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Study identifies used car safety risk

20 JUNE, 2007

Victorian road safety organisations have released details of a study highlighting a significant safety gap between the best and worst performing vehicles on our roads.

The 2007 Used Car Safety Ratings report shows drivers or passengers are 26 times more likely to be killed or seriously injured in the worst rated car, the Daihatsu Hi-Jet (1982-1990), than in the best one, the VW Passat (1998-2005).

There are significant variations in protection in each vehicle class, so the vehicle model motorists choose can make a big difference in a crash.

The survey is the largest of its kind in the world and covers 279 vehicle types. It is conducted by the Monash University Accident Research Centre (MUARC) with support from RACV, TAC, VicRoads, and other state and federal road authorities and motoring clubs.

Data analysed by MUARC covered more than 2.8 million vehicles involved in crashes from 1987-2005 reported to police in Australia and New Zealand.

The two criteria used to rate vehicle models were crashworthiness (how much protection the vehicle provides the driver in a crash) and aggressivity (how much the vehicle is likely to harm other road users in a crash).

Eighty six vehicle models rated better than average, with 35 of those much better than average.

Heavier vehicles generally performed better. This shows the role vehicle mass plays in protecting people in crashes.

Most 4WDs scored average or better results for occupant protection. However, large 4WD vehicles have high aggressivity to other road users and are much more likely to harm other road users in a crash.
 
Most of the other vehicles that rated above average for occupant protection were in the medium and large classes, including the locally-made large cars. Many recent European mid-size vehicles also received above average ratings. This suggests European cars are leading the way in safety design and specification of safety features.

Small and light cars continue to have the worst performance in crashes. Light cars remain particularly problematic, with around two thirds in the worst category. This includes two vehicles still on sale - the Daewoo Kalos (2003-2004), which is now badged as a Holden Barina, and the Hyundai Getz (2002-2005). Car buyers should choose second-hand small cars with care and check the safety rating. Within this class there is a difference between cars and some are safer than others.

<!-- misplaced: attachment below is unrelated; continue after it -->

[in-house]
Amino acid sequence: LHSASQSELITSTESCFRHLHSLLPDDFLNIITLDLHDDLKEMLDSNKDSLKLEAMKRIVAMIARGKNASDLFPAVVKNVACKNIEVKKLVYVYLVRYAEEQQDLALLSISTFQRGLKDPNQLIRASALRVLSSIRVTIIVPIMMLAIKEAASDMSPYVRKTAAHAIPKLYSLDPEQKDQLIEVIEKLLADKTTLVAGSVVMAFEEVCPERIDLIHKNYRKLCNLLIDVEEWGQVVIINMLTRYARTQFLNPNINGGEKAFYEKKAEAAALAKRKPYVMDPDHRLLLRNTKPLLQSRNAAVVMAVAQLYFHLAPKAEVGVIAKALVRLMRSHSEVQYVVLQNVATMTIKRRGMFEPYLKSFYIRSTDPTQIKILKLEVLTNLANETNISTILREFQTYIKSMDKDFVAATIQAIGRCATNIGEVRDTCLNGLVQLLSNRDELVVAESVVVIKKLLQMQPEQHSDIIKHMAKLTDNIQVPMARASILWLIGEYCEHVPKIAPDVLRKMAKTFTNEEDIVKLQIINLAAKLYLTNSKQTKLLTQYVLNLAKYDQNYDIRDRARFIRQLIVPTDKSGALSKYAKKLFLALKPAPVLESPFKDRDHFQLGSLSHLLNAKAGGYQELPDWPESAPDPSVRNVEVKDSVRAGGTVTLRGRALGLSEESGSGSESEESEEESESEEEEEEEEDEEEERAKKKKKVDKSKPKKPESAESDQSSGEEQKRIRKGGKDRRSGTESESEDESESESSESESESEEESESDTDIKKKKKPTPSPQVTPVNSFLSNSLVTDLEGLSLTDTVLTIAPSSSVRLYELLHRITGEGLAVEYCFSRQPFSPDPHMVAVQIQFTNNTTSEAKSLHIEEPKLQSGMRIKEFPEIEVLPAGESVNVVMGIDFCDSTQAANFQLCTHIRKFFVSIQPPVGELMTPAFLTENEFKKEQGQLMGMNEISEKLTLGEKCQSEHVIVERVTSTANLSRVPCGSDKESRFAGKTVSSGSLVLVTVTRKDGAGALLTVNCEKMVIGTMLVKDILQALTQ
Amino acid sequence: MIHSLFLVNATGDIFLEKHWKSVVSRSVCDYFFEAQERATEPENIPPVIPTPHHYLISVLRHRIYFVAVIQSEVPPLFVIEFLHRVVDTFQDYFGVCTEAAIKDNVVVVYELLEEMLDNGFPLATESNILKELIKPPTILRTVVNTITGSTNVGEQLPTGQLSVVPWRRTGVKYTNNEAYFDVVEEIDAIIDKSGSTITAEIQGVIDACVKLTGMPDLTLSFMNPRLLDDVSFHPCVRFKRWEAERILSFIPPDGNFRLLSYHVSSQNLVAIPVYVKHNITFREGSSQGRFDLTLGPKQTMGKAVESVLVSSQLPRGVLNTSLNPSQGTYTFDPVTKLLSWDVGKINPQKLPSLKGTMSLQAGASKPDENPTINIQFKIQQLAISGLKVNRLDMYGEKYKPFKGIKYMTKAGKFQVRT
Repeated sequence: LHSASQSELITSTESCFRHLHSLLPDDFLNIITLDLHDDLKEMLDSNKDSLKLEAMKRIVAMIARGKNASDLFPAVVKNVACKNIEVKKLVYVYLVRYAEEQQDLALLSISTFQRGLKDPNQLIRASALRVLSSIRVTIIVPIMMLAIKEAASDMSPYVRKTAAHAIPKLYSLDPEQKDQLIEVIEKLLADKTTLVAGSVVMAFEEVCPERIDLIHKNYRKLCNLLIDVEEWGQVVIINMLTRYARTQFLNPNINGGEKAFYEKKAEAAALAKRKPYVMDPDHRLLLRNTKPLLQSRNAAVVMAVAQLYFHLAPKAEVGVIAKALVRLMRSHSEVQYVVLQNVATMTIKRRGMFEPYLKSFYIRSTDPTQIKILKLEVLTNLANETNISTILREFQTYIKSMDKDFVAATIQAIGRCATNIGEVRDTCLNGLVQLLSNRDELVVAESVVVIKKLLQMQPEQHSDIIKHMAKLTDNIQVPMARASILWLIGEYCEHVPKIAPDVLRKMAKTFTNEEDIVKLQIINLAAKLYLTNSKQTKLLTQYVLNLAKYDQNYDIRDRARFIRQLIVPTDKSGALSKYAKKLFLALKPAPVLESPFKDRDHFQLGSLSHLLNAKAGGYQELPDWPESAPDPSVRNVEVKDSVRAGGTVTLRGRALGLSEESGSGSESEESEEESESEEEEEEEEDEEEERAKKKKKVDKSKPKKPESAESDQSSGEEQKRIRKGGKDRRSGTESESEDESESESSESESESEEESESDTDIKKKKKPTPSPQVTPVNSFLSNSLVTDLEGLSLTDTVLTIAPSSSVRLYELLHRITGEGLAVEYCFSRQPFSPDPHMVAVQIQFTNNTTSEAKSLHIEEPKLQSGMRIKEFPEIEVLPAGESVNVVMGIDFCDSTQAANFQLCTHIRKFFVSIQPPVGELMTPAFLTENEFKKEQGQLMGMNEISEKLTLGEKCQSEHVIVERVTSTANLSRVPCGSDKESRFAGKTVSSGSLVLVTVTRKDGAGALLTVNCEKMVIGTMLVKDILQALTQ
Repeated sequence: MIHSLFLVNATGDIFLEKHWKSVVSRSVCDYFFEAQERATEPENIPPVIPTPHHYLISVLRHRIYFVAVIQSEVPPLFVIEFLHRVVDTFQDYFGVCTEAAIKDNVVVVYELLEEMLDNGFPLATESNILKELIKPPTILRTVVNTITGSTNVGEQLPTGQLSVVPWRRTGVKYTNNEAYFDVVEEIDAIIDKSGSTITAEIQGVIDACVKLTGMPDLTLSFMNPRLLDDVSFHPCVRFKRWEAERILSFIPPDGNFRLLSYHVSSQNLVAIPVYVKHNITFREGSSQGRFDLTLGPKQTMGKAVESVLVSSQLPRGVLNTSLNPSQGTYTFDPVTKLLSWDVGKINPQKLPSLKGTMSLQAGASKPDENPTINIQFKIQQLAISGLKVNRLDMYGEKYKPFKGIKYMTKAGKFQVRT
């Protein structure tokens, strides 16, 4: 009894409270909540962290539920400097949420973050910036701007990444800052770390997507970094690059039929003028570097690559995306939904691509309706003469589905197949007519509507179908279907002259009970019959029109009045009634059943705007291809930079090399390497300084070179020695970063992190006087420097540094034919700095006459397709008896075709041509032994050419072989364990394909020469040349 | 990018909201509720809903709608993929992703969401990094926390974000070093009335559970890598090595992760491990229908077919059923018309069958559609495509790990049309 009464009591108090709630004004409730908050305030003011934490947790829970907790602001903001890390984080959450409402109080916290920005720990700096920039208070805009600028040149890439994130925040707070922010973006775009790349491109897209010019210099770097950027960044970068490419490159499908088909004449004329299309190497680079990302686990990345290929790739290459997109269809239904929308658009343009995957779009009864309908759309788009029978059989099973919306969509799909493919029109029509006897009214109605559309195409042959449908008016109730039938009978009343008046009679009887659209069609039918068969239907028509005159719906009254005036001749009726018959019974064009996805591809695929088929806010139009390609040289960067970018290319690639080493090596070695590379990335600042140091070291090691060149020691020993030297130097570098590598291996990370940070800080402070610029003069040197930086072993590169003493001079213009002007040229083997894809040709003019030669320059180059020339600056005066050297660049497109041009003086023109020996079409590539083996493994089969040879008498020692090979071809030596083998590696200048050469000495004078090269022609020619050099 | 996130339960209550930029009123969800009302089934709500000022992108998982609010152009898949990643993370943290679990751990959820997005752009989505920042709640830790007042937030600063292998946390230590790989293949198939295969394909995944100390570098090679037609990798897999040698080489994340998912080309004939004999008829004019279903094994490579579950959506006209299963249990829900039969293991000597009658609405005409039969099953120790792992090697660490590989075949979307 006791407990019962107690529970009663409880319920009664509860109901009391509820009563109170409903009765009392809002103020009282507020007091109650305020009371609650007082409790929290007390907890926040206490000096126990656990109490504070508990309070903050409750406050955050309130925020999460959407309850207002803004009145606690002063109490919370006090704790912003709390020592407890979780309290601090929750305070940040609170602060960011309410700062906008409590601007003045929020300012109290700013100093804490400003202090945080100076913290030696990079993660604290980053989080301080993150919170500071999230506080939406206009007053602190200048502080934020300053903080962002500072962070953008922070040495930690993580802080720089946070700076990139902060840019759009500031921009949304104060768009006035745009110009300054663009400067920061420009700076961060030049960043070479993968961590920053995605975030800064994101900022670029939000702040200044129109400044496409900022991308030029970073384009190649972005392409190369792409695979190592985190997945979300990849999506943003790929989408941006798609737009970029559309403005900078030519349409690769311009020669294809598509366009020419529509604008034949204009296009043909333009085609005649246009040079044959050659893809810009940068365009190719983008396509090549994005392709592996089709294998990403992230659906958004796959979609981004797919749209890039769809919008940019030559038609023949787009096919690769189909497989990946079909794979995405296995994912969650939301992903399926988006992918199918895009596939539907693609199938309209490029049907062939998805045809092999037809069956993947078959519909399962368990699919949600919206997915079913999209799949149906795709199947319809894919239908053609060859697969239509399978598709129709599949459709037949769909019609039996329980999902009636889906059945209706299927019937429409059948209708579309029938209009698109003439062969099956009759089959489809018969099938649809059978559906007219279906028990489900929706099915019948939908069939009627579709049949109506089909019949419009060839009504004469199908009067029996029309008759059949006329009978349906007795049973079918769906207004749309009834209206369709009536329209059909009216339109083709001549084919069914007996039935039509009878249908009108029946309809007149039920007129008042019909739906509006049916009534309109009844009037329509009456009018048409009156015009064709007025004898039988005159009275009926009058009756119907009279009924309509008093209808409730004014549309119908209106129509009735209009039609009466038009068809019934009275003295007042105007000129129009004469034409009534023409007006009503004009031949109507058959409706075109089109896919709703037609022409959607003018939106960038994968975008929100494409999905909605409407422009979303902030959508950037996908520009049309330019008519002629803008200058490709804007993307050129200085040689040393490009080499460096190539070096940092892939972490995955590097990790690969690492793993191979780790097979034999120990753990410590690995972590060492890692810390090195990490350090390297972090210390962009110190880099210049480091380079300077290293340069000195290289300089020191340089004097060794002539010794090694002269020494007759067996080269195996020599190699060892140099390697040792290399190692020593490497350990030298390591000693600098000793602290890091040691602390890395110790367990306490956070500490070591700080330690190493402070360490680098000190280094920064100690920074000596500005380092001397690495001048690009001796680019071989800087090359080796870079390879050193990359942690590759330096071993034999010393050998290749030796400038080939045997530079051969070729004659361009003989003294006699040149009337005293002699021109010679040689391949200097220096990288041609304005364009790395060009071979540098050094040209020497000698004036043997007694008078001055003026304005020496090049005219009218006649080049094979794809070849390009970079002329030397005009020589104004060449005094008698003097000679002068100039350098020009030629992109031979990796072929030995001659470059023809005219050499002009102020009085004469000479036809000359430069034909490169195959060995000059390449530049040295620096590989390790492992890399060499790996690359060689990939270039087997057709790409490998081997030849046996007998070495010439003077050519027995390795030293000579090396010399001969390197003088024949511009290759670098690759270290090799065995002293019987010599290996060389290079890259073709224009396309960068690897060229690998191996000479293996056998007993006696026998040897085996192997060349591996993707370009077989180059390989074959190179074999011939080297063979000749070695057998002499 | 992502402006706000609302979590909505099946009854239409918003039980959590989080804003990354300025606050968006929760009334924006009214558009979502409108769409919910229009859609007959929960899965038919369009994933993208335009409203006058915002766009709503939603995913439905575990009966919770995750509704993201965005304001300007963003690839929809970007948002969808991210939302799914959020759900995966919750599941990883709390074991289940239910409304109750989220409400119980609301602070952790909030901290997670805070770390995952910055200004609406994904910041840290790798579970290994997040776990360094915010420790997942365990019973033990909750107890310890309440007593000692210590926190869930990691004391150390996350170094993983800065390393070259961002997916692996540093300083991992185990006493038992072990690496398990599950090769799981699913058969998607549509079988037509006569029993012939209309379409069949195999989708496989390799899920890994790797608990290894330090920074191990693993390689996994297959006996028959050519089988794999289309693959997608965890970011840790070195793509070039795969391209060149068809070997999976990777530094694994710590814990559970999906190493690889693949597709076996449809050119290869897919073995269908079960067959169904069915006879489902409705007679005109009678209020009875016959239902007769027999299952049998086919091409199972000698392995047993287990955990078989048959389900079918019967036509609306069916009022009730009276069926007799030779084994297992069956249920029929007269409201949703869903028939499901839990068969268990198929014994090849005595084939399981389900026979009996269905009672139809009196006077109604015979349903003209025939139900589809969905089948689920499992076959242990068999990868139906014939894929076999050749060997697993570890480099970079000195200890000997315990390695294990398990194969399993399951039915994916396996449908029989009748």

The majority of the worst performing vehicles were pre-1990 models, demonstrating the gains made in occupant protection in newer vehicles. A number of vehicle models now score better than average on both occupant protection and protection for other road users. These include:

  • VW Golf/Bora 99-04
  • Holden Astra TS 98-05
  • Toyota Corolla 98-01
  • Honda Accord 91-93
  • Mercedes C Class W202 95-00
  • Peugeot 405 89-97
  • Subaru Liberty 89-93
  • Toyota Cressida 89-93
  • Subaru Forester 97-02

The ratings for some models, however, are worse than average on both counts including:

  • Mitsubishi Cordia 83-87
  • Ford Falcon XE/XF 82-88
  • Mitsubishi Starwagon/L300 83-86
  • Toyota Tarago 83-89
  • Toyota Hiace/Liteace 82-95

These cars provide poor protection for everyone and should be avoided.

A full list of the 2007 Used Car Safety Ratings is now available or visit VicRoads.

For more information: 
MUARC:           Colin Viccary         0419 320 520
RACV:             David Jones           0410 065 070
TAC:               Anna Chalko          0447 335 576
VicRoads:        Kerilyn Wyatt        0411 021 225 


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